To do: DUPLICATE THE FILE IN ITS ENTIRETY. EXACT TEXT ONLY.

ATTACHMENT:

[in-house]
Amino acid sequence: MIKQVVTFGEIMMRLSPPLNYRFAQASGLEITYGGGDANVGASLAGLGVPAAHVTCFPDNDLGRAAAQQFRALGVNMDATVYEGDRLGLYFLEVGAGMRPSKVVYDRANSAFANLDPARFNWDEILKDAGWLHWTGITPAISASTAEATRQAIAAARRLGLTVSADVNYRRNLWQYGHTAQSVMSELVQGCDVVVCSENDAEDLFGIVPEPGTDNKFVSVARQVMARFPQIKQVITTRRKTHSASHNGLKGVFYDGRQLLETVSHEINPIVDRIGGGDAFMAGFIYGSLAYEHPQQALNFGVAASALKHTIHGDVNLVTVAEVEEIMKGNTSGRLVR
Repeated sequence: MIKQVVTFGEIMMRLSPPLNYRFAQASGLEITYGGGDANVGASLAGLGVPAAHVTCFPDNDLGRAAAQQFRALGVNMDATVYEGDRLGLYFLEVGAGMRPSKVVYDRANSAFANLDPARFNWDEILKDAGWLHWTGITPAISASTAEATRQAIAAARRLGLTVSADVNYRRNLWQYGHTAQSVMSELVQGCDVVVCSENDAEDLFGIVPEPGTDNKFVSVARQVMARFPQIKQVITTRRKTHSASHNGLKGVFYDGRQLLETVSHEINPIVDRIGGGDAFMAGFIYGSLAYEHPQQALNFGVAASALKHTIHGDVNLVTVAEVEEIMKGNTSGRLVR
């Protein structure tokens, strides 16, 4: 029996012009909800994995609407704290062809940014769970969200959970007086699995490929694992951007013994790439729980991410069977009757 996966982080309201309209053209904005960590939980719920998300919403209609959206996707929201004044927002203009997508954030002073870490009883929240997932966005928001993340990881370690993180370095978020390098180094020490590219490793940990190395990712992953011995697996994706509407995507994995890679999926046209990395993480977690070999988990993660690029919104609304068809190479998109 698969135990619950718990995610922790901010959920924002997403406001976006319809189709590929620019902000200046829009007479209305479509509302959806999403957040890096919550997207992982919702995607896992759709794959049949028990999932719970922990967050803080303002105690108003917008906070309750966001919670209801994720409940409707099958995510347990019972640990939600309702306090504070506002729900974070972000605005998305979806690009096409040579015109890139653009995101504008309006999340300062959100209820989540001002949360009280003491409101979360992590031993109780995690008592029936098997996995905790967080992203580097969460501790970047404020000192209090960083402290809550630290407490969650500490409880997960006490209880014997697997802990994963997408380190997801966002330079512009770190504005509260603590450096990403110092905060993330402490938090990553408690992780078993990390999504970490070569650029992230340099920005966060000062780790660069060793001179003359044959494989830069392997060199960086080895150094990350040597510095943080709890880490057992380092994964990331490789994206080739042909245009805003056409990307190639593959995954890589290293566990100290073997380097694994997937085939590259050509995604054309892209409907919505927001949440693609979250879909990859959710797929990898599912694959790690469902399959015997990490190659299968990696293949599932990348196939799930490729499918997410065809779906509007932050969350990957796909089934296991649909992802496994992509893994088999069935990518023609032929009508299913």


[in-house]
Amino acid sequence: MIKQVVTFGEIMMRLSPPLNYRFAQASGLEITYGGGDANVGASLAGLGVPAAHVTCFPDNDLGRAAAQQFRALGVNMDATVYEGDRLGLYFLEVGAGMRPSKVVYDRANSAFANLDPARFNWDEILKDAGWLHWTGITPAISASTAEATRQAIAAARRLGLTVSADVNYRRNLWQYGHTAQSVMSELVQGCDVVVCSENDAEDLFGIVPEPGTDNKFVSVARQVMARFPQIKQVITTRRKTHSASHNGLKGVFYDGRQLLETVSHEINPIVDRIGGGDAFMAGFIYGSLAYEHPQQALNFGVAASALKHTIHGDVNLVTVAEVEEIMKGNTSGRLVR
Repeated sequence: MIKQVVTFGEIMMRLSPPLNYRFAQASGLEITYGGGDANVGASLAGLGVPAAHVTCFPDNDLGRAAAQQFRALGVNMDATVYEGDRLGLYFLEVGAGMRPSKVVYDRANSAFANLDPARFNWDEILKDAGWLHWTGITPAISASTAEATRQAIAAARRLGLTVSADVNYRRNLWQYGHTAQSVMSELVQGCDVVVCSENDAEDLFGIVPEPGTDNKFVSVARQVMARFPQIKQVITTRRKTHSASHNGLKGVFYDGRQLLETVSHEINPIVDRIGGGDAFMAGFIYGSLAYEHPQQALNFGVAASALKHTIHGDVNLVTVAEVEEIMKGNTSGRLVR
């Protein structure tokens, strides 16, 4: 029996012009909800994995609407704290062809940014769970969200959970007086699995490929694992951007013994790439729980991410069977009757 996966982080309201309209053209904005960590939980719920998300919403209609959206996707929201004044927002203009997508954030002073870490009883929240997932966005928001993340990881370690993180370095978020390098180094020490590219490793940990190395990712992953011995697996994706509407995507994995890679999926046209990395993480977690070999988990993660690029919104609304068809190479998109 698969135990619950718990995610922790901010959920924002997403406001976006319809189709590929620019902000200046829009007479209305479509509302959806999403957040890096919550997207992982919702995607896992759709794959049949028990999932719970922990967050803080303002105690108003917008906070309750966001919670209801994720409940409707099958995510347990019972640990939600309702306090504070506002729900974070972000605005998305979806690009096409040579015109890139653009995101504008309006999340300062959100209820989540001002949360009280003491409101979360992590031993109780995690008592029936098997996995905790967080992203580097969460501790970047404020000192209090960083402290809550630290407490969650500490409880997960006490209880014997697997802990994963997408380190997801966002330079512009770190504005509260603590450096990403110092905060993330402490938090990553408690992780078993990390999504970490070569650029992230340099920005966060000062780790660069060793001179003359044959494989830069392997060199960086080895150094990350040597510095943080709890880490057992380092994964990331490789994206080739042909245009805003056409990307190639593959995954890589290293566990100290073997380097694994997937085939590259050509995604054309892209409907919505927001949440693609979250879909990859959710797929990898599912694959790690469902399959015997990490190659299968990696293949599932990348196939799930490729499918997410065809779906509007932050969350990957796909089934296991649909992802496994992509893994088999069935990518023609032929009508299913």